(Slides)

Mobile Ad Hoc Networks Are Coming, But We Aren’t Ready

Midwest.io 2014

In any given day, you likely carry your pocket computer (AKA “smartphone”) within wireless range of hundreds of other pocket computers. In schools all over the US, students are sending an unrelenting stream of instant messages to each other while sitting in dense networks of little wireless devices. Yet we continue to rely on cellular towers, WiFi access points, and the Internet to transmit messages for us while we are actually closer to the destination than they are!

Mobile ad hoc networks (MANETs) consist of many devices moving around and communicating with and through each other, without any predetermined infrastructure. While MANETs have been a research topic since the 1970s, much of the research has focused on the networking piece: basically the transport layer protocols and below. Much less attention has been given to creating and supporting applications for these networks, yet killer applications drive adoption!

This talk will briefly describe MANETs, but focus mostly on MANET application development: the challenges, the potential solutions, and the very promising - and very near - future. MANETs are ready to break through to the mainstream. Will you be ready?

(Slides | Video)

Making Your Life Easier with Static Analysis for Dynamic Languages

BSidesLA 2014

Security tools abound for statically-analyzing statically-typed languages, but sadly dynamically-typed languages are often dismissed as “too hard” or even “impossible” to analyze. Of course, that’s nonsense! We can and should have tools for dynamic languages and their frameworks. But while commercial tools continue to lag behind in this area, sites running on web frameworks like Rails and Django are proliferating. I hope to offset that discrepancy by getting you excited about static analysis and demonstrating it might not have to be that hard. This talk will also include lessons learned while writing Brakeman (a static analysis security tool for Rails) and the many ways static analysis can be used to make your life easier, whether you are a developer or a security professional or both.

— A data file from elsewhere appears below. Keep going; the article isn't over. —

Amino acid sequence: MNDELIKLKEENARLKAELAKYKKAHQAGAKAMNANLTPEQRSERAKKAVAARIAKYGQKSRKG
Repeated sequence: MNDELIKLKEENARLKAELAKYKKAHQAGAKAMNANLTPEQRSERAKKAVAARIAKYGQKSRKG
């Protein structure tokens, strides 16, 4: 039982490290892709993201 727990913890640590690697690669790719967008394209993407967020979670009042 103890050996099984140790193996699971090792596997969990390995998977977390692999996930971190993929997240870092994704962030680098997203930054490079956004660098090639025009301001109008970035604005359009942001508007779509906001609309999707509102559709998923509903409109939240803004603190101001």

(Slides)

Using Brakeman and Automation in Practice in the SDLC and Stuff

NetflixOSS Meetup Season 2 Episode 3

(Video)

Making Your Life Easier with Static Analysis for Dynamic Languages

CactusCon 2014

Security tools abound for statically-analyzing statically-typed languages, but dynamically-typed languages are often dismissed as “too hard” or even “impossible.” Of course, that’s nonsense! We can and should have tools for dynamic languages and their frameworks. But while commercial tools continue to lag behind in this area, sites running on frameworks like Rails and Django are proliferating. I hope to offset that gap by getting you excited about static analysis and demonstrating it might not have to be that hard. This talk will include lessons I’ve learned while writing Brakeman (a static analysis security tool for Rails) and the many ways static analysis can be used to make your life easier, whether you are a developer or a security professional or both.

(Slides | Video)

Tales from the Crypt

RailsConf 2014 (with Matt Konda and Aaron Bedra)

In this talk, three Rails security specialists will take a journey through a terrifying Rails application to illustrate common security problems we have seen in the real world. The discussion will include how to identify, fix, and prevent the issues with an emphasis on practical advice. Along the way we will share our experiences and perspectives concerning securely implementing applications. We hope it is a bit scary, and yet fun… like a horror movie!

(Slides | Video)